The institutional policies and practices are perpetuating gender disparities by disallowing mitigation of obnoxious attitudes towards women. In the absence of gender-neutral recruitment process, women are facing serious difficulties to get through selection boards for promotions and appointments. Institutional framework and hiring policies fail to maintain gender balance in teaching and non-teaching jobs. Institutional practices have remained unsupportive to promoting women and encouraging them to be in leadership positions because the male-hegemonic system has not clung on to the belief in gender equality.

Economic factors limit further women’s access to higher education. In Pakistani society, middle- and lower-class families have limited financial resources and due to financial difficulties, they are unable to provide schooling to all their children. Thus, they prioritise male children to female ones. Unequal distribution of resources, wealth inequalities, regional disparities, logistic and social immobility and cultural stasis significantly affect the women’s access to higher education.

Thus, principle of equity should be applied and opportunities to faculty and members of staff must be provided in a systematic way keeping in view their professional needs; giving everyone training opportunity can indicate equality but giving everyone training according to his/her learning needs, will ensure much-needed obligation of equity. Institutions lack equitable policies for encouraging women to set their career goals and strategies and develop ambitious plans. In managing gender dynamics, technology as a neutral factor can greatly contribute to developing effective teaching and non-teaching roles required to achieve organisational goals by transforming workplace.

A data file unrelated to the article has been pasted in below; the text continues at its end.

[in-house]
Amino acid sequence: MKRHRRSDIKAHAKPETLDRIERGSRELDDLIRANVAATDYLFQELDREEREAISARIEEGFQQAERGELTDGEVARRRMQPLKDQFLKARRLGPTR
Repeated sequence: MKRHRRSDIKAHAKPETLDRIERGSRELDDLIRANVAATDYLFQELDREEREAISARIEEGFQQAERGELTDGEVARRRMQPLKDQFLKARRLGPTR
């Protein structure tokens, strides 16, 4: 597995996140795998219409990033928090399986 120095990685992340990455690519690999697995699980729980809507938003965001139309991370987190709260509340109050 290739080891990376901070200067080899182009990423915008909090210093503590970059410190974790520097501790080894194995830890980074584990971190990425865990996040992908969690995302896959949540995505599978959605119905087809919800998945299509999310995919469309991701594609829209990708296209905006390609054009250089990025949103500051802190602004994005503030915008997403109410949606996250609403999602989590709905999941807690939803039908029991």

Bringing change in culture needs to invoke debate with openness and sharing experiences positively. For building backbone of their organisations and avoiding outsourcing, leaders must remain committed to organisational vision and set up action plan, develop teams and establish mechanisms to achieve accepted goals through agreed ways of working. They must raise the flag of gender equality and lead by setting examples using inclusive approach, appreciating diversity, innovation, creating sense of belonging and showing the way of how diverse, creative and exciting the higher education sector can be.

To address this often-overlooked issue of gender gap in higher education is one of the major challenges. Government needs to make good headway in this specific area of women’s engagement through policies aimed at ensuring adequate and effective representation of women in boards, committees and in higher positions to form cohesive, collaborative, inclusive and sustainable academic environment. Further, women must be given equal opportunities of scholarship and professional trainings. Government needs to take measures as per Article 34 of the Constitution which ensures full participation of women in all spheres of national life. Higher Education Leadership should go some way to transform campus culture by facilitating women in building professional connections through networking which can boost their visibility and acceptance for performing leadership roles.

Published in The Express Tribune, April 16th, 2024.